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“We had so much fun with the wardrobe for Hannibal, a fictitious rock star, and his entourage. Here, Hannibal steps out with Cece, a young woman who works in the office of Richie (played by Bobby Cannavale). Cece wears an all-knit dress, which is a style that was popular at the time and has made a resurgence. It had to be lovingly restored to its original shape. The dress Olivia wears is one we created based loosely on Halston’s designs.”
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A closer look at the brocade fabric and wide lapels of the jacket seen on Hannibal. “We have a person on staff whose whole job is to make new clothing look older and to restore older pieces to looking like new. It’s those details that are like the highlight and shadow on a painting.”

These vintage pieces are seen in every episode—Dunn says the show’s costumes are about 90% repurposed vintage pieces and about 10% newly constructed pieces made for specific actors. Either way, the costumes allow actors another way to access inspiration for their characters, Dunn says. “With contemporary projects, it’s sometimes harder for actors to separate themselves from their own notions about what does and doesn’t work on their bodies, clothing-wise. With period projects, they are freer to explore what their character could look like in a different time and not hold onto their own personal self image.”

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While not worn on the show, this shoe—shot in Vinyl‘s costume studio—served as a reference in the design process. “This shoe was created for the pilot because [Martin] Scorsese—who produces the series—had this fond memory of platform shoes with goldfish inside the Lucite heels. This is a reproduction that was made in about 12 hours, and while you can’t see it in the picture, the inside is actually lined with fur. It served to supply Scorsese with a visual reference.”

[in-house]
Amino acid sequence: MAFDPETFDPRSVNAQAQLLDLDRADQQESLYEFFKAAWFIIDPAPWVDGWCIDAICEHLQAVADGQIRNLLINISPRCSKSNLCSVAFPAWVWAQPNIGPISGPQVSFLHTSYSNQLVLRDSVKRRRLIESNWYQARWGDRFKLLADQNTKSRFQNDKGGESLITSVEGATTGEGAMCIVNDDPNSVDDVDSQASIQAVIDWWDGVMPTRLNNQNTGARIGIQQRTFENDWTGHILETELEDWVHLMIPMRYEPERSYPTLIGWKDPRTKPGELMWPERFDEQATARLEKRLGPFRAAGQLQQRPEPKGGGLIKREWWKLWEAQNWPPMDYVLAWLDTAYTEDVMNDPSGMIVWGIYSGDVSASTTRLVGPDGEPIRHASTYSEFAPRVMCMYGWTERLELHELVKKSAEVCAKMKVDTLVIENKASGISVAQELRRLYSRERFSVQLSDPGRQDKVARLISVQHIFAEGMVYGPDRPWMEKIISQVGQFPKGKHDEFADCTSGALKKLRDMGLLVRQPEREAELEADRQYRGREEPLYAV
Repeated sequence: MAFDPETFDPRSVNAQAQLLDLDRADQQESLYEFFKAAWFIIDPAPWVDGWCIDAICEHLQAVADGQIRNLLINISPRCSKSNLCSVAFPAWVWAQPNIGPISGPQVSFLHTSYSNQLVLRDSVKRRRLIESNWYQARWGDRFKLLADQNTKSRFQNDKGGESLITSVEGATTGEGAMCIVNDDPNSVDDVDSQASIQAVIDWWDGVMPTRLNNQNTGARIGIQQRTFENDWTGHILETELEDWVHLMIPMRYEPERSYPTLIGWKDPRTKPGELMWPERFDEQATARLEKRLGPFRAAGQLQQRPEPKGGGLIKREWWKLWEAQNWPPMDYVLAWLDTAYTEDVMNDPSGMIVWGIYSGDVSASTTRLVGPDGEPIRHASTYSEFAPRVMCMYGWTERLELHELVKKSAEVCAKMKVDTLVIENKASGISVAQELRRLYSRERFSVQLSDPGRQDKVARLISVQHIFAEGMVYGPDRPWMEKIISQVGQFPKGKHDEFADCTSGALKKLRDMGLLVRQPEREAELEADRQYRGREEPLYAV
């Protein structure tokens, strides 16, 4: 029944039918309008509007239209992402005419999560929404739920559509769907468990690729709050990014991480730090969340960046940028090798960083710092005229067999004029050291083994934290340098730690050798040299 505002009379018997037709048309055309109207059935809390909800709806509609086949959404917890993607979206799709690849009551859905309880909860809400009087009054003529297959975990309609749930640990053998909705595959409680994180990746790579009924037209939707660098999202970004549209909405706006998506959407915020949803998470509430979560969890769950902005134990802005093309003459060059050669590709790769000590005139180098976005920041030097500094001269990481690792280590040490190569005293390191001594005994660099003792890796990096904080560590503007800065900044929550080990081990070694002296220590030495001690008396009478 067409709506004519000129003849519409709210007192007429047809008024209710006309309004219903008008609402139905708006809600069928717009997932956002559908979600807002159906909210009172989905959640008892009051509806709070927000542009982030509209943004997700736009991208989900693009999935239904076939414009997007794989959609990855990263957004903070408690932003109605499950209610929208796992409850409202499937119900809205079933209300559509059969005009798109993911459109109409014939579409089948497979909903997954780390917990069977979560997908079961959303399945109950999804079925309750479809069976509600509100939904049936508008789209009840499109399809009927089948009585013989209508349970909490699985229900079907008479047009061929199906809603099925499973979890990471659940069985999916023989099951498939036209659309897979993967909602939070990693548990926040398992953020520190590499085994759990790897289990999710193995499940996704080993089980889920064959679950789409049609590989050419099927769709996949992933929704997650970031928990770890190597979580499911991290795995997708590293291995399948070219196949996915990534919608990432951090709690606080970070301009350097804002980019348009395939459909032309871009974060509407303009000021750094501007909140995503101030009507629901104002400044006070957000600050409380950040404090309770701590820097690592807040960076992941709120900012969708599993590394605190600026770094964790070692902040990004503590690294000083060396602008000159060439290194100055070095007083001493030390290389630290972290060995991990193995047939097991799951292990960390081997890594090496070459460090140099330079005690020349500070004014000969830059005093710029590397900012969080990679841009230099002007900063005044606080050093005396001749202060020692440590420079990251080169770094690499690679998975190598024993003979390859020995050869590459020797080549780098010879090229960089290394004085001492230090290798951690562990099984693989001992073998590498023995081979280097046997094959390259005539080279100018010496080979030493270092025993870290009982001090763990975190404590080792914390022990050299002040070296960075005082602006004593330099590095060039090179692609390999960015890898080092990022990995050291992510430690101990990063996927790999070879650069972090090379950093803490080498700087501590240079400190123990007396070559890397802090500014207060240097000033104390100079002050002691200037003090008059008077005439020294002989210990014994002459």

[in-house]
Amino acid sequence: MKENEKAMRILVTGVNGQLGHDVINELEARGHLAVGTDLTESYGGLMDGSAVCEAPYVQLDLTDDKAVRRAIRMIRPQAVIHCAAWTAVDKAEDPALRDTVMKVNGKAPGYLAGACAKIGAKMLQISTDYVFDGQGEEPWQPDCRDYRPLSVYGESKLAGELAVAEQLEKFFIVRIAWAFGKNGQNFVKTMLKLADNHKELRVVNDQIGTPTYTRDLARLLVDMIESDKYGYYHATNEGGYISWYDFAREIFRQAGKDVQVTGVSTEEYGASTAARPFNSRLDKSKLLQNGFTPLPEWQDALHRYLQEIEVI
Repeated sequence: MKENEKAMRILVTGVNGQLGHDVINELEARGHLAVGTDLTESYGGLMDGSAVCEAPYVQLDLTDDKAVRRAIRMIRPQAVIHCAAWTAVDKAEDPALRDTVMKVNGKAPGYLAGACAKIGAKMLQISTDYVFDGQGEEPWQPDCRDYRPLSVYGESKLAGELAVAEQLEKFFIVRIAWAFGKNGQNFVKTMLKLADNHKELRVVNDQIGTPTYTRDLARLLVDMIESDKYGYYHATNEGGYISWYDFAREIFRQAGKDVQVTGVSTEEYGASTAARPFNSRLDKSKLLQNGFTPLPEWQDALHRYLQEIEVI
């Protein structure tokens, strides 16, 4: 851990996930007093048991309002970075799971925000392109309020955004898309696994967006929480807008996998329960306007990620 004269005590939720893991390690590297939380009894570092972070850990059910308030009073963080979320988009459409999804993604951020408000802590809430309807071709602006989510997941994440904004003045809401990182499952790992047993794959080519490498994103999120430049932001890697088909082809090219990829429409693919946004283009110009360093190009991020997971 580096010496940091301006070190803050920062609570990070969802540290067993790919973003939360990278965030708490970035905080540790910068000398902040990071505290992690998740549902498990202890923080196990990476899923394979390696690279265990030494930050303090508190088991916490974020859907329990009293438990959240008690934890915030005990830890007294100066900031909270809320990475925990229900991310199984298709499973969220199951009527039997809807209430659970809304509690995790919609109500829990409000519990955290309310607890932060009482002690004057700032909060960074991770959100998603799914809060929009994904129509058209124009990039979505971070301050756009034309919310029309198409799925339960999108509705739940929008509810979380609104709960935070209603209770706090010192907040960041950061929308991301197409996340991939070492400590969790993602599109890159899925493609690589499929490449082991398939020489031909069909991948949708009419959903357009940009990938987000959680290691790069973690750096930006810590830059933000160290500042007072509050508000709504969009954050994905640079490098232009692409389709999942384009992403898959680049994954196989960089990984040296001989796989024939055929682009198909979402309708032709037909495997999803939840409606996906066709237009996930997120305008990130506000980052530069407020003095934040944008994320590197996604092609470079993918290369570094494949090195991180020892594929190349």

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“There are a few real, iconic characters referenced throughout the first season, from Andy Warhol to David Bowie. The jacket in the front is a reproduction of a streetwear look Bowie might have worn to a sound check while on tour. We had photos of him in the jacket, but they were all in black and white—we’d never seen it in color. I worked with the actor and we discussed what color we thought it might be and landed on this mauve. The purple, crushed-velvet jacket is one worn by the character Hannibal.”

If you’re looking to bring a bit of ‘70s style to your own wardrobe, Dunn offers a piece of advise: “You know I love wearing beautiful vintage pieces, but only mixed with the best of now.” Too keep things looking fresh, both vintage and vintage-inspired pieces can be mixed and matched with new options you’ll already find in your closet. For Dunn himself, there are a few trends he’s glad to see making a resurgence. “Boots and bellbottoms. Vintage custom rocker leather by East West. Anything and everything Biba.” And what does he hope stays in the past where it belongs? “Plaid polyester.”

Vinyl premieres on HBO on Sunday, February 14th at 9 p.m., but if you’re feeling inspired right now, see below for an example from Barneys new spring Window book to see how this trends comes to life today. For more ’70s-inspired pieces, head to Barneys to shop our picks for the best of the decade’s trends.

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PHILOSOPHY DI LORENZO SERAFINI Ruffled Eyelet Crop Top / PHILOSOPHY DI LORENZO SERAFINI Raw-Edge Sailor Pants / BARNEYS NEW YORK Suede Double-Band Slides